Renewable green technology for Peru’s high Altiplano people

Renewable green technology for Peru’s high Altiplano people

Every year, freezing temperatures wreck havoc in the southern Altiplano regions of Cusco, Huancavelica and Puno, claiming the lives of hundreds of children and elderly people.

With global climate change, harsh seasonal frosts are now coming months earlier than before in Peru. Governmental and non-profit  campaigns to send warm clothes and blankets to the impoverished southern hinterlands put hardly a dent in the thousands of reported cases of  hypothermia, acute respiratory infections, pneumonia, and hundreds of deaths.

Researchers from Peru’s Pontifical Catholic University (PUCP) say instead of blankets, the focus should be on improving the traditional rustic adobe homes in the region, which have no insulation and little or no ventilation for kitchens with open hearth fires. Breathing in the smoke from those fires has the estimated equivalent effect of smoking 20 packs of cigarettes a day.

An article in El Comercio’s Sunday magazine Somos last week highlighted field work that the university is doing to drastically improve living conditions with a few renewable energy tweaks.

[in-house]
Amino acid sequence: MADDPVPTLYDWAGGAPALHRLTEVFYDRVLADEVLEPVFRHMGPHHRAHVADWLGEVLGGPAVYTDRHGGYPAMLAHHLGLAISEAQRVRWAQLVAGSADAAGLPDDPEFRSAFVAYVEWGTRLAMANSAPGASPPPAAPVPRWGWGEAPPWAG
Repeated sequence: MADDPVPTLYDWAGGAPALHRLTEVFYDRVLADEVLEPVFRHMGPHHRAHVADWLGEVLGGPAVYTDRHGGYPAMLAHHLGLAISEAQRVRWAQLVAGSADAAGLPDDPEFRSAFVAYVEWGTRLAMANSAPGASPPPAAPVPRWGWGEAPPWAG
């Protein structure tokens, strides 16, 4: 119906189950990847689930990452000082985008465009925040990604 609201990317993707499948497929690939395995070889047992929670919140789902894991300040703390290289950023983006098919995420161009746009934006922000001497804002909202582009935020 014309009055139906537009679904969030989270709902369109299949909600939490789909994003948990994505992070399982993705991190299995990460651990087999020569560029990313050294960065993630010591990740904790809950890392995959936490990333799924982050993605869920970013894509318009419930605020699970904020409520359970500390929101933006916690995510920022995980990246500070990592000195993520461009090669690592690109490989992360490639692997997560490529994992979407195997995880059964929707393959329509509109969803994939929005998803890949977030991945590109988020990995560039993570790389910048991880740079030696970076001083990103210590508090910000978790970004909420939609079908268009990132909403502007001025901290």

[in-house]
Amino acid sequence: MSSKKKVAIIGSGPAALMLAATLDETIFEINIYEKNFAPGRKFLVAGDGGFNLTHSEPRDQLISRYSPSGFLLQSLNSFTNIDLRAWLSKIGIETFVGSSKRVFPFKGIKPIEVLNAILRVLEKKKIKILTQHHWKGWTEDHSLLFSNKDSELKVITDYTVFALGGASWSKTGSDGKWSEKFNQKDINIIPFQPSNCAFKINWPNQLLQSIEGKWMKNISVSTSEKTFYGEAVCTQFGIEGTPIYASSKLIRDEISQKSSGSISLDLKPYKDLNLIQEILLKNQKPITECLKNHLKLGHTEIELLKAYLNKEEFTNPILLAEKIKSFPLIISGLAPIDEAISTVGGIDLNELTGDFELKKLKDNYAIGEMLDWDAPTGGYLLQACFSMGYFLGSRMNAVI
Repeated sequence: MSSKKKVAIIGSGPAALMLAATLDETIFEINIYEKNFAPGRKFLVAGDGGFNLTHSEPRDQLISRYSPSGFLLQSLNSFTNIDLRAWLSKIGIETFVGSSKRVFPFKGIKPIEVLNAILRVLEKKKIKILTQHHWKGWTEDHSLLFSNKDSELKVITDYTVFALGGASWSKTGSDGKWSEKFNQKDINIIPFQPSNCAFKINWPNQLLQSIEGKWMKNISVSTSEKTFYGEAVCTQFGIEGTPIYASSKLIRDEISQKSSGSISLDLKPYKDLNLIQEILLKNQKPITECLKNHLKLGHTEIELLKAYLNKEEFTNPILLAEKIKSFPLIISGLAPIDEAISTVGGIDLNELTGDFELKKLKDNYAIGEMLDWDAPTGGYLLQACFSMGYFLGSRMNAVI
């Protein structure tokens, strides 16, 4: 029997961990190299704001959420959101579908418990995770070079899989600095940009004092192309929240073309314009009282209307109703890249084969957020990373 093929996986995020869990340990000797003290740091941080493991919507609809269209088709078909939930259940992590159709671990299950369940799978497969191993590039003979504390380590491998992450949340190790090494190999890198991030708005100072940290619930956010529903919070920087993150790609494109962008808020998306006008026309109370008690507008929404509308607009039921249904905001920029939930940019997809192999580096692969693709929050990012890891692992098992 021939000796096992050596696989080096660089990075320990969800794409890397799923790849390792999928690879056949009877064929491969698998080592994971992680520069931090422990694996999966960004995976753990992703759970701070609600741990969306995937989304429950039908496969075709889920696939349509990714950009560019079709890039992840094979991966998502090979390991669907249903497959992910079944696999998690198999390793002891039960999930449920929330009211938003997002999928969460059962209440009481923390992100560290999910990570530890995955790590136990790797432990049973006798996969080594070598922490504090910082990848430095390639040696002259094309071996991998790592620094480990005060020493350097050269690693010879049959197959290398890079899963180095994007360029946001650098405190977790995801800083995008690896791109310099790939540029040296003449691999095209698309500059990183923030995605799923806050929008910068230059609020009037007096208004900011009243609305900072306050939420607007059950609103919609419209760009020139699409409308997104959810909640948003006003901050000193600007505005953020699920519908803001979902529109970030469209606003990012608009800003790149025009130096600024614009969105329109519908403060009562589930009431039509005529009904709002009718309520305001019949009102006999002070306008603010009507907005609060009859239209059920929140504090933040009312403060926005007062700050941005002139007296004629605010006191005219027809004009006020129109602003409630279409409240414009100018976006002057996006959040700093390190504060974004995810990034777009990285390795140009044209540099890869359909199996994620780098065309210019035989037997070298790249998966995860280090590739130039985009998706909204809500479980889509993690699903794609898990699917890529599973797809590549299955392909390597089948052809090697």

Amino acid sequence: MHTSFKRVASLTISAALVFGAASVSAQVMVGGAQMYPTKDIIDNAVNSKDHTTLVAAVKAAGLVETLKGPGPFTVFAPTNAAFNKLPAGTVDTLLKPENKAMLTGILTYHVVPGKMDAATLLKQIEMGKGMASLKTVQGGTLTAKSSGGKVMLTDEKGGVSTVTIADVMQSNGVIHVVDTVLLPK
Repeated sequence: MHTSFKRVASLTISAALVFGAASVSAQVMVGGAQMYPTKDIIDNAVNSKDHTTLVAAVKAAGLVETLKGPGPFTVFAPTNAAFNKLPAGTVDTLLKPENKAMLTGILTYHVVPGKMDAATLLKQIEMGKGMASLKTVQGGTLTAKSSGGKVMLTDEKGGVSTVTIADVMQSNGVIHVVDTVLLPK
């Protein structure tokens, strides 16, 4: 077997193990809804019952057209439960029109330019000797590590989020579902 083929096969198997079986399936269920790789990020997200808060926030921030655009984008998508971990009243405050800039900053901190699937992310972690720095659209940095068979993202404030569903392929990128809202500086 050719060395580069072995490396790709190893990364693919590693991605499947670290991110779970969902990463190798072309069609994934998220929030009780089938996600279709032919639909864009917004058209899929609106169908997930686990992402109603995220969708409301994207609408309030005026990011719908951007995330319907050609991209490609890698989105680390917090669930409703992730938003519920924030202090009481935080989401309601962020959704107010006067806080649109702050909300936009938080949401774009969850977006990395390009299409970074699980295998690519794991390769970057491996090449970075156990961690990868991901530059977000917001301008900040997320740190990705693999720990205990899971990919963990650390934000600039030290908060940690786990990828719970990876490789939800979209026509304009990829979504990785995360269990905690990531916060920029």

The project is called K’OÑICHUYAWASI, Quechua for “warm, clean house,” and focuses on  three renewable green technologies: a solar “Trombe” wall, roof insulation and improved kitchens hearths.

The initiative has been slowly spreading in the highlands of Cusco, Puno and Huancavelica with funding from PUCP through its Social Responsibility Academic Board, and organizations like Christadelphian Meal a Day Fund of the Americas (CDMsDFA), the International Federation of the Red Cross and Red Crescent, and the Starbucks Foundation. The have retrofitted more than 100 homes, 10 rural health clinics and 10 schools, benefiting more than 1500 people who live above of 4,000 meters.


PUCP solar tech retrofitting of high andean homes

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Authored by: Rick Vecchio

Rick Vecchio, Fertur’s director of development and marketing, was educated at the New School for Social Research and Columbia Graduate School of Journalism. He worked for Pacifica Radio WBAI and as a daily reporter for newspapers in New Jersey, New York and Massachusetts. Then in 1996, he decided it was time to realize a life-long dream of traveling to Peru. He never went back. While serving as Peru country manager for the South American Explorers from 1997-1999, he fell in love with Fertur's founder, Siduith Ferrer, and they married. Over the next six years, he worked as a correspondent for The Associated Press. Meanwhile, Siduith built the business, which he joined in January 2007. Now he designs custom educational and adventure tour packages for corporate and institutional clients, oversees Fertur’s Internet platform and occasionally leads special trips, always with an eye open for a good story to write about.

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